Thursday, January 30, 2014

Spinning Stella

I have been super excited to do this project for more than a year.  As always, it started at a conference, where I saw an art teacher talk about the minimalist work of Frank Stella. Have to say, I'm not usually a big fan of his work, but I did learn a lot, and I do like the circles with the white line in between colors.  The art teacher I saw had the students paint circles and add more circles popping out.  I decided to combine her lesson with this one from Dick Blick. It's a painting! It's a sculpture!  It moves!  Art + Science! Looooovvvvvveeeee them!!!

I started saving cardboard circles from frozen pizza the minute I saw the original lesson presented at conference (send out an email to the staff and you'll be AMAZED at how many you'll get.  I did call Mr. Happy Art Teacher called around to some pizza parlors for me, but they don't use cardboard circles anymore, so that's why I went the saving-from-frozen-pizza route).  I gave them the little intro (see more about that part here) and then had them painting our pizza circles white.  They looked at a simple scrolling power point of Frank Stella's circles while they traced circles onto their cardboard.  I told them not to make more than five circles with smaller circles inside (although a few "didn't hear" that direction).  They then got a little review on intermediate/tertiary colors and mixed their own.

Handy-dandy FREE paint pallet from the school cafeteria.
Apple shipping crates cut in half--I use them every day.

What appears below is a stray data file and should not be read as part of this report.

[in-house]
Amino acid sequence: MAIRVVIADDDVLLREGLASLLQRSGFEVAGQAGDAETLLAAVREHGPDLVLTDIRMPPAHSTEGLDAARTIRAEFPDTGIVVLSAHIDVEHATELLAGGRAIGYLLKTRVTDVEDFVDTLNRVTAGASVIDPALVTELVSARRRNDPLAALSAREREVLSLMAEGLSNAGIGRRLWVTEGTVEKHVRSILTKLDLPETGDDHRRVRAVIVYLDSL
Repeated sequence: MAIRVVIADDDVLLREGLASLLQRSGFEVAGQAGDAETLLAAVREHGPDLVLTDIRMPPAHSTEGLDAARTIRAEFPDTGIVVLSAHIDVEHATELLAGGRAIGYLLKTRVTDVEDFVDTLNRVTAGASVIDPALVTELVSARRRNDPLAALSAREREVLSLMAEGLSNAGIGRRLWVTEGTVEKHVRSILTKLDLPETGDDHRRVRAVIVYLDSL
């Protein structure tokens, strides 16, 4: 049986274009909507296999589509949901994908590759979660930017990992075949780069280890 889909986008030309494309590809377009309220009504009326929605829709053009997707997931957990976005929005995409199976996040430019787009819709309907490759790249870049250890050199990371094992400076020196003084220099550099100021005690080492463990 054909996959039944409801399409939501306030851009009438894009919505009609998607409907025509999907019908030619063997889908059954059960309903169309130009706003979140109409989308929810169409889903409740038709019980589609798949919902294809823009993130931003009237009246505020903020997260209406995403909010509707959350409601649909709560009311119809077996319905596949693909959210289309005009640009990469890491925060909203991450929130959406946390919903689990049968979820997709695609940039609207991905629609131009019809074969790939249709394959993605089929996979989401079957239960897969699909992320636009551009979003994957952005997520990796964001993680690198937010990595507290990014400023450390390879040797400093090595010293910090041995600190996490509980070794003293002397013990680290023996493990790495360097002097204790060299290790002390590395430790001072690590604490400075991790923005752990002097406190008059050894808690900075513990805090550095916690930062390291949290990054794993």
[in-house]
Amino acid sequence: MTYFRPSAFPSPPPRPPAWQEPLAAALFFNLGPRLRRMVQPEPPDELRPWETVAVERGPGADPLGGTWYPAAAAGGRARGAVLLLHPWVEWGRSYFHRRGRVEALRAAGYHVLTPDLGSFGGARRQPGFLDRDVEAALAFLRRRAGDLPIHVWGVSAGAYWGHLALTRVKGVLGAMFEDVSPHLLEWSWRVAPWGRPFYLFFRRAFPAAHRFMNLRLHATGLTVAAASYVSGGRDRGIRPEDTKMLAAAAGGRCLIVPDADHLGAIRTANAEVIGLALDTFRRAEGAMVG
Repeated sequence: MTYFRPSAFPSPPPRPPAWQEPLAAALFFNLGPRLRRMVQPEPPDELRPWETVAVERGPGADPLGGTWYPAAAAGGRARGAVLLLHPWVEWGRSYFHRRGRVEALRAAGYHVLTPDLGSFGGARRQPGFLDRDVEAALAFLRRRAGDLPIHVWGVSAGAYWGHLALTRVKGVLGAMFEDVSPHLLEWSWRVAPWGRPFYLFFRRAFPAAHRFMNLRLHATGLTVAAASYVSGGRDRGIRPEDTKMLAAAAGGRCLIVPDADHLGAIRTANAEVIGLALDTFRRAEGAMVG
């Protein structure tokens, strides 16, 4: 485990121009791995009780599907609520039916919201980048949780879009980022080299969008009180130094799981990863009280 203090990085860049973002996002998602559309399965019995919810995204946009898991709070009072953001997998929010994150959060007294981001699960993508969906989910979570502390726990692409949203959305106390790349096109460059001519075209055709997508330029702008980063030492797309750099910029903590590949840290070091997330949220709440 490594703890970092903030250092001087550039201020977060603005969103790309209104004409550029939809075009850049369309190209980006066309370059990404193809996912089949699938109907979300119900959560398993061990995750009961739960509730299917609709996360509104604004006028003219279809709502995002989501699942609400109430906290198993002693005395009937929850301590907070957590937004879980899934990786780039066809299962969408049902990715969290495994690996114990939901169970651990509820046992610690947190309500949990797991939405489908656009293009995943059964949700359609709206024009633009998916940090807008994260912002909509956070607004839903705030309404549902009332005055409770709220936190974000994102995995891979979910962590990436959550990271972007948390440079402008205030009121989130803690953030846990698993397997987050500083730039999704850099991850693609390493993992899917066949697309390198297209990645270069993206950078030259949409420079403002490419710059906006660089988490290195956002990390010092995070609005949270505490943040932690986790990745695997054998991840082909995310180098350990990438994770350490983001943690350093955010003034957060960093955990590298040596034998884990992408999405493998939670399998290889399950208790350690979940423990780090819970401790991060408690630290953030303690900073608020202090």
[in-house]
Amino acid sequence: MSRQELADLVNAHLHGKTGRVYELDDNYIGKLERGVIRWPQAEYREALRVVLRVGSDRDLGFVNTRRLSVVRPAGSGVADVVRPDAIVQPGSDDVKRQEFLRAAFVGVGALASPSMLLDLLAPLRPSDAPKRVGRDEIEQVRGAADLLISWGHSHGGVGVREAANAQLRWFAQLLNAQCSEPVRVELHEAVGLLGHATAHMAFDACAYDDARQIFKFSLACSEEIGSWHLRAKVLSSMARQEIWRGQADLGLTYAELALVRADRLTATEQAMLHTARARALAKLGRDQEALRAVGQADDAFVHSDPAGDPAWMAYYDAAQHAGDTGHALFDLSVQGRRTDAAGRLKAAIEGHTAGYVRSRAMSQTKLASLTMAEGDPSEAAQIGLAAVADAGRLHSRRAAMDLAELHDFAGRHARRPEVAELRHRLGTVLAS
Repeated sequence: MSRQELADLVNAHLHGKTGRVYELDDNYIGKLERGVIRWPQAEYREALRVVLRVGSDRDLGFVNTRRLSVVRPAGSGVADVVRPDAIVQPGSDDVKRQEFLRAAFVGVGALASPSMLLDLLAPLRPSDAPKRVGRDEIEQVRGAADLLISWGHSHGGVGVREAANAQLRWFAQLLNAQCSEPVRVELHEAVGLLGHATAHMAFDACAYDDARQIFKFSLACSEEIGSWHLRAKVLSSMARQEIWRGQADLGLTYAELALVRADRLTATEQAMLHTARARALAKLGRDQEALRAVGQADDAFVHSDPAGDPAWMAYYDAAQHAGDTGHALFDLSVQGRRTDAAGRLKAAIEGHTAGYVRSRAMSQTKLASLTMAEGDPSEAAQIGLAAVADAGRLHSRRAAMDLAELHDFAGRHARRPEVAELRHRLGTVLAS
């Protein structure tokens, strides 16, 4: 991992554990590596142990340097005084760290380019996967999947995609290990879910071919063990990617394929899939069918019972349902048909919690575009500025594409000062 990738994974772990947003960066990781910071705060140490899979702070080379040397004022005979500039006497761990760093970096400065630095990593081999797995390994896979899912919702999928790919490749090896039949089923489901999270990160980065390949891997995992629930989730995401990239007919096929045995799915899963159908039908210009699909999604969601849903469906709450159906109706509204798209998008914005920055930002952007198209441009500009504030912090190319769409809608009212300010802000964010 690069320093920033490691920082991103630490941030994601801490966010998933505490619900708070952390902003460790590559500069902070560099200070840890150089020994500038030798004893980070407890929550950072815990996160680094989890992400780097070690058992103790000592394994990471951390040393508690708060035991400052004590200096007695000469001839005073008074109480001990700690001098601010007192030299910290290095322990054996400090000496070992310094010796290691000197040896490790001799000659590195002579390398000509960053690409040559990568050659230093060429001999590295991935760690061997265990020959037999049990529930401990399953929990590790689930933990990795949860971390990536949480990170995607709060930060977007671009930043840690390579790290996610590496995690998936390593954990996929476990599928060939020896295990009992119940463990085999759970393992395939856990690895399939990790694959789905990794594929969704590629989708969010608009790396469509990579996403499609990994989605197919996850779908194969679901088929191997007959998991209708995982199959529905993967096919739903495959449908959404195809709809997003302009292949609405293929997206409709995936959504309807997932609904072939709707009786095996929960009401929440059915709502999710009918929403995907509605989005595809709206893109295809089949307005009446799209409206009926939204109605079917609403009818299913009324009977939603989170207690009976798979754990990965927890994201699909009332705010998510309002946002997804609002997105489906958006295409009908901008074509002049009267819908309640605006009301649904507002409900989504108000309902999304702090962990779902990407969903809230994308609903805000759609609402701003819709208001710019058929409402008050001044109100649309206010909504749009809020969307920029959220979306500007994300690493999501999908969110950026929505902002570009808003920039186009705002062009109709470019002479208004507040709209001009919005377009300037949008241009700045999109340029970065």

We use them once and trash them, but they could probably
be used a couple of times.

The painting did take a while, and I ended up having to give them white and small brushes for the many students who forgot to leave the sliver of white between their colors.

When they finished their pizza circle, I gave them a bit of leftover mat board and had them draw two more circles in the same fashion, and paint them intermediate colors.  When they finished and everything was dry, they cut out their two circles on the mat board.

Now the real fun begins! Carefully using old compasses (think the metal pointy kind) students put holes in the middle of their cut out circles and two holes where the wanted to put them on their larger circle.  I pre- hot glued pony beads to one end of three inch sections of the thinnest dowels I could buy (they're so thin I was able to cut them to three inch lengths with scissors).  

I then demonstrated several many, many, many times the order in which to put their kinetic sculpture together:

Pre-glued bead on bottom, then pizza circle, then spool, then cut out mat board,
finally a bead on top.

I saved spools for this project from my own sewing at home, and also sent out another email and got many that way.  I did tell students to choose two different sized spools (a small and regular sized, for example).  In the Dick Blick lesson, they tell you to order a specific size, but I just used what I had available to me. After they had them together, they brought them to me to hot glue the top bead.  After the glue dried/cooled, students used scissors to cut the top bit of dowel off.

This one doesn't have the bead glued yet, but you can see the
dowel bit that will need to be trimmed.

The next time they came to art I showed them how to add the cord to make them spin (see the linked Dick Blick lesson for directions).  There was a bit of "play" at this point to get them to work, and some work better than others.  It became apparent that it's very important for me to make sure I hot glue them pretty flush, with not much wiggle room, or they don't turn well. 

Still need to add the cord, but I really like the colors on this one.

It just worked out perfectly that they'd reviewed simple machines in their science part of their classes.  A-MAZE-ING!!!!

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